Emma Codd, managing partner for talent, Deloitte
“Supporting working families is crucial for any organisation that wants to attract and retain the best people. While the debate around maternity leave commitments has been live for some time now, new shared parental leave legislation will be an important tool for encouraging organisations to improve their support for new fathers as well as mothers.
“Since launching our changes to agile working in June this year, we have seen more of our people feeling trusted to make decisions on where and when they get their work done, to help them find a career-life balance that works. What may be surprising to some is that 50% of the requests for Deloitte’s Time Out arrangement – a four week block of unpaid leave in addition to normal leave entitlement – have come from men. The main impact of the introduction of shared parental leave is likely to be the growth of this theme, across the UK business community, with both fathers and mothers seeking to balance their family commitments with their careers.”
Jessica Chivers, coaching psychologist, author and founder of The Talent Keeper Specialists
“Use the policy as a prompt for a broader canvassing of views of parents and parents-to-be in your organisation about how you can help them be at their best. A good starting point is to seek views on flexible working, which although applicable to all employees, can be particularly relevant to employees with children. Trusting ‘output-oriented cultures’ that give employees autonomy about how and where they work tend to have higher performing workforces than organisations with a ‘bums-on-seats culture.’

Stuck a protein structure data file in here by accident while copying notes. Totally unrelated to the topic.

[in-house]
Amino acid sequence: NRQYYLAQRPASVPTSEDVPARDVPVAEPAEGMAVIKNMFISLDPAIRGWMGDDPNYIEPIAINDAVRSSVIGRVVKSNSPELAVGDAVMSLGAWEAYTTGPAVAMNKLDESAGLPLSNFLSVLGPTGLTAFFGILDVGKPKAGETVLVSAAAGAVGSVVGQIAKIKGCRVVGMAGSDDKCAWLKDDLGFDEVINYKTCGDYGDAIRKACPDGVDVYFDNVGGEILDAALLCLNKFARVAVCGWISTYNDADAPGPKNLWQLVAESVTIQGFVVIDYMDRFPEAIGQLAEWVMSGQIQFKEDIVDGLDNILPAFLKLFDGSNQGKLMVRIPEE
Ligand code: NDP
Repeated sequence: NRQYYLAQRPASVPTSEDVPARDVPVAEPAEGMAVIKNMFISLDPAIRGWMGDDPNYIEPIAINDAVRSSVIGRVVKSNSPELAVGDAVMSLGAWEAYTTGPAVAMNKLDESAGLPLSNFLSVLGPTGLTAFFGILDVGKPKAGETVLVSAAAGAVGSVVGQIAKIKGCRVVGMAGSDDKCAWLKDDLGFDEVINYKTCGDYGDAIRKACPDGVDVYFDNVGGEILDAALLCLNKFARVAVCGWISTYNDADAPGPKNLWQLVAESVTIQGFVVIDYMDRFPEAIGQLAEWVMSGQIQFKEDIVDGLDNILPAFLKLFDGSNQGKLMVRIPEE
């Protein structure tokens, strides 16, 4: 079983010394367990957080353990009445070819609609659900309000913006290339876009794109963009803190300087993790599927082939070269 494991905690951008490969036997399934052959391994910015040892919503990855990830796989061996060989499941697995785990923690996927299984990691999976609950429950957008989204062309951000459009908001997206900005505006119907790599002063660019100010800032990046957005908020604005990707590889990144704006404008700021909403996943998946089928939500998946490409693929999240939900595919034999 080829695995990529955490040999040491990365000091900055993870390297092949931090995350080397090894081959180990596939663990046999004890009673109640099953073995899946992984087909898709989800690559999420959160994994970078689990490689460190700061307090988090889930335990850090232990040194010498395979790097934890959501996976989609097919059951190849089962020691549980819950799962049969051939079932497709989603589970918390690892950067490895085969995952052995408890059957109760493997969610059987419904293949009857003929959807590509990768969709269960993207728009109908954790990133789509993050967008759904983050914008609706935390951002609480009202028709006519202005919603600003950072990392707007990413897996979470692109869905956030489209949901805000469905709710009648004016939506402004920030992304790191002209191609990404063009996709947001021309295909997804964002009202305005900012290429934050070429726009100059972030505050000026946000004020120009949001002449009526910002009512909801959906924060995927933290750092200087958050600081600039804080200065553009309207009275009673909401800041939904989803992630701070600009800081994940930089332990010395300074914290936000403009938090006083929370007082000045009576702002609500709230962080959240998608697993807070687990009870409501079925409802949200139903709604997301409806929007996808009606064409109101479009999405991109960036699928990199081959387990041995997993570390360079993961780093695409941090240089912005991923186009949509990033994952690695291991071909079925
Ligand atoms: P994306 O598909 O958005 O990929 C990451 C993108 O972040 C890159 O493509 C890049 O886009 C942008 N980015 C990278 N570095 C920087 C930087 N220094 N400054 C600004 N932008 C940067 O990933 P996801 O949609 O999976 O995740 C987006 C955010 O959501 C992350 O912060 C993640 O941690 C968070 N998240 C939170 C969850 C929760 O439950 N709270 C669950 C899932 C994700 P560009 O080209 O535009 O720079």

Recognise that anyone who is going to be out of workplace for a couple of months or more will probably benefit from keeping in touch communications. Agree these in advance of your team member taking leave. If a team member is out for a longer stretch, consider investing in comeback coaching to help the person shrink the time it takes for him or her to be back at their pre-leave performance level or higher.
“Remember that encouraging active fatherhood and making it culturally acceptable for men to take up SPL could be one of the best things you do for your female employees. Changing cultural expectations about the role of mothers and fathers paves the way for a greater number of women at the top of our organisations.”
Annabel Jones, HR director, ADP
“As shared parental leave is a new concept, HR directors (HRDs) are instrumental in raising awareness of what it means and educating employees about their rights. They must also be prepared to answer questions from employees about its implications and benefits.
“The first step for HRDs is to make sure that their organisation has a policy and process in place to comply with the new legislation. This must clearly indicate how the process works, how much leave is available and who is eligible. It is also important to ensure employees are aware of the developments and what the new legislation could mean for them in the future. Our research shows that more than one in ten workers have not even heard of shared parental leave, so there is a role for HR in communicating the company policy and how employees can take advantage of the new rules.